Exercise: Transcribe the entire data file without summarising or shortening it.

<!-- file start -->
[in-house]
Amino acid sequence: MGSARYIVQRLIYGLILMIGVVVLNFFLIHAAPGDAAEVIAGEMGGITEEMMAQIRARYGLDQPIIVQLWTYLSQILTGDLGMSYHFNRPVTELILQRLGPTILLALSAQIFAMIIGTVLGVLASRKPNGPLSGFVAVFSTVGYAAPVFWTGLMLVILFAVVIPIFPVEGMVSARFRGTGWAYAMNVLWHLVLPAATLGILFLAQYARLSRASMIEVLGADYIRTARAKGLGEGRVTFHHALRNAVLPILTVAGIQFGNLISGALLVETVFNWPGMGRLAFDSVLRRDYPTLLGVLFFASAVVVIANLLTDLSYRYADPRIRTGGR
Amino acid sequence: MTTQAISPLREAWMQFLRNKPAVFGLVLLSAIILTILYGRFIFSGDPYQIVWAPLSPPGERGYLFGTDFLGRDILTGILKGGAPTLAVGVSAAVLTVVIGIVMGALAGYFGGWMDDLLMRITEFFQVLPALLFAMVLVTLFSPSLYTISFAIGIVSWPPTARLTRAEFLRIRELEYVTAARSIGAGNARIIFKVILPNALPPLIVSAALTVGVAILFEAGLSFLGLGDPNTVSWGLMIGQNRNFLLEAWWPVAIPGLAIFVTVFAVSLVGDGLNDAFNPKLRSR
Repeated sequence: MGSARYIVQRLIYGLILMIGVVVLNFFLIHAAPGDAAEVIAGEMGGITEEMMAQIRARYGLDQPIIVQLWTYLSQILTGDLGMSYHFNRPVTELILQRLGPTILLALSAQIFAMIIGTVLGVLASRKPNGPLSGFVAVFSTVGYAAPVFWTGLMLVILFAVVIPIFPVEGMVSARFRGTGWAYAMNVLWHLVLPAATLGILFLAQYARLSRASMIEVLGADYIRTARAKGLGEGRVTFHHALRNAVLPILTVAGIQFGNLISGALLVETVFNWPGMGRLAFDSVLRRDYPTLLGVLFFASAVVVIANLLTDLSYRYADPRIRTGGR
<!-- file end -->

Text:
[in-house]
Amino acid sequence: MGSARYIVQRLIYGLILMIGVVVLNFFLIHAAPGDAAEVIAGEMGGITEEMMAQIRARYGLDQPIIVQLWTYLSQILTGDLGMSYHFNRPVTELILQRLGPTILLALSAQIFAMIIGTVLGVLASRKPNGPLSGFVAVFSTVGYAAPVFWTGLMLVILFAVVIPIFPVEGMVSARFRGTGWAYAMNVLWHLVLPAATLGILFLAQYARLSRASMIEVLGADYIRTARAKGLGEGRVTFHHALRNAVLPILTVAGIQFGNLISGALLVETVFNWPGMGRLAFDSVLRRDYPTLLGVLFFASAVVVIANLLTDLSYRYADPRIRTGGR
Amino acid sequence: MTTQAISPLREAWMQFLRNKPAVFGLVLLSAIILTILYGRFIFSGDPYQIVWAPLSPPGERGYLFGTDFLGRDILTGILKGGAPTLAVGVSAAVLTVVIGIVMGALAGYFGGWMDDLLMRITEFFQVLPALLFAMVLVTLFSPSLYTISFAIGIVSWPPTARLTRAEFLRIRELEYVTAARSIGAGNARIIFKVILPNALPPLIVSAALTVGVAILFEAGLSFLGLGDPNTVSWGLMIGQNRNFLLEAWWPVAIPGLAIFVTVFAVSLVGDGLNDAFNPKLRSR
Repeated sequence: MGSARYIVQRLIYGLILMIGVVVLNFFLIHAAPGDAAEVIAGEMGGITEEMMAQIRARYGLDQPIIVQLWTYLSQILTGDLGMSYHFNRPVTELILQRLGPTILLALSAQIFAMIIGTVLGVLASRKPNGPLSGFVAVFSTVGYAAPVFWTGLMLVILFAVVIPIFPVEGMVSARFRGTGWAYAMNVLWHLVLPAATLGILFLAQYARLSRASMIEVLGADYIRTARAKGLGEGRVTFHHALRNAVLPILTVAGIQFGNLISGALLVETVFNWPGMGRLAFDSVLRRDYPTLLGVLFFASAVVVIANLLTDLSYRYADPRIRTGGR